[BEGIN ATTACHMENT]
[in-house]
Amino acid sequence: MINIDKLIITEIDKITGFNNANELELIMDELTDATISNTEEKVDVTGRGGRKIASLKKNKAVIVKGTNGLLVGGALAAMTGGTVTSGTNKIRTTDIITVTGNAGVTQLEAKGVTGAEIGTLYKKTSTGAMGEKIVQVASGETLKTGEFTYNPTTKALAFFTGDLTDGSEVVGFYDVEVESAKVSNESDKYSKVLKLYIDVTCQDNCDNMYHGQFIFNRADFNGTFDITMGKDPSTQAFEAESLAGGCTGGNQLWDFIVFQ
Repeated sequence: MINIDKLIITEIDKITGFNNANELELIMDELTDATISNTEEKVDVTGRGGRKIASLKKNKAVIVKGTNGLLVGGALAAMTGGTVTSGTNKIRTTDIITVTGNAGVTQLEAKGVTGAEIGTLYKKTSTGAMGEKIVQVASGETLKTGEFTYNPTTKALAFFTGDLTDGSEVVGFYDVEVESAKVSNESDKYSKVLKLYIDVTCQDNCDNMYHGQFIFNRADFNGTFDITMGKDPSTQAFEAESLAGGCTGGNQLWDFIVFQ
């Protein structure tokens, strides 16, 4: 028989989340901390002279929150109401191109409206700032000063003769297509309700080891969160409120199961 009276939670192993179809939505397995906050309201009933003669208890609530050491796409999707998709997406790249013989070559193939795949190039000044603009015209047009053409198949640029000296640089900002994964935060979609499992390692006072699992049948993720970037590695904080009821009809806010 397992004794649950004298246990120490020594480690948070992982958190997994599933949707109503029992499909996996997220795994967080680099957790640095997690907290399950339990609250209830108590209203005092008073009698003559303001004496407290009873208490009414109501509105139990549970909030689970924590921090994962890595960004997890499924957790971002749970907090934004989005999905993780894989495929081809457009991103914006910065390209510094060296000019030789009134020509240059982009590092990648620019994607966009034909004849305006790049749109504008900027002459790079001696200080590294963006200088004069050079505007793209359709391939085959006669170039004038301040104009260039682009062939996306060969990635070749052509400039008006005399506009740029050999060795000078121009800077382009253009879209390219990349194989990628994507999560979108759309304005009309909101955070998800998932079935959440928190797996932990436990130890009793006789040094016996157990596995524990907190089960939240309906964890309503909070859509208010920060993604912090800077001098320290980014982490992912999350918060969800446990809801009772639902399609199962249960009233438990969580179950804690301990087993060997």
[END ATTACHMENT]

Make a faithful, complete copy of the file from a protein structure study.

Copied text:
[in-house]
Amino acid sequence: MINIDKLIITEIDKITGFNNANELELIMDELTDATISNTEEKVDVTGRGGRKIASLKKNKAVIVKGTNGLLVGGALAAMTGGTVTSGTNKIRTTDIITVTGNAGVTQLEAKGVTGAEIGTLYKKTSTGAMGEKIVQVASGETLKTGEFTYNPTTKALAFFTGDLTDGSEVVGFYDVEVESAKVSNESDKYSKVLKLYIDVTCQDNCDNMYHGQFIFNRADFNGTFDITMGKDPSTQAFEAESLAGGCTGGNQLWDFIVFQ
Repeated sequence: MINIDKLIITEIDKITGFNNANELELIMDELTDATISNTEEKVDVTGRGGRKIASLKKNKAVIVKGTNGLLVGGALAAMTGGTVTSGTNKIRTTDIITVTGNAGVTQLEAKGVTGAEIGTLYKKTSTGAMGEKIVQVASGETLKTGEFTYNPTTKALAFFTGDLTDGSEVVGFYDVEVESAKVSNESDKYSKVLKLYIDVTCQDNCDNMYHGQFIFNRADFNGTFDITMGKDPSTQAFEAESLAGGCTGGNQLWDFIVFQ
């Protein structure tokens, strides 16, 4: 028989989340901390002279929150109401191109409206700032000063003769297509309700080891969160409120199961 009276939670192993179809939505397995906050309201009933003669208890609530050491796409999707998709997406790249013989070559193939795949190039000044603009015209047009053409198949640029000296640089900002994964935060979609499992390692006072699992049948993720970037590695904080009821009809806010 397992004794649950004298246990120490020594480690948070992982958190997994599933949707109503029992499909996996997220795994967080680099957790640095997690907290399950339990609250209830108590209203005092008073009698003559303001004496407290009873208490009414109501509105139990549970909030689970924590921090994962890595960004997890499924957790971002749970907090934004989005999905993780894989495929081809457009991103914006910065390209510094060296000019030789009134020509240059982009590092990648620019994607966009034909004849305006790049749109504008900027002459790079001696200080590294963006200088004069050079505007793209359709391939085959006669170039004038301040104009260039682009062939996306060969990635070749052509400039008006005399506009740029050999060795000078121009800077382009253009879209390219990349194989990628994507999560979108759309304005009309909101955070998800998932079935959440928190797996932990436990130890009793006789040094016996157990596995524990907190089960939240309906964890309503909070859509208010920060993604912090800077001098320290980014982490992912999350918060969800446990809801009772639902399609199962249960009233438990969580179950804690301990087993060997």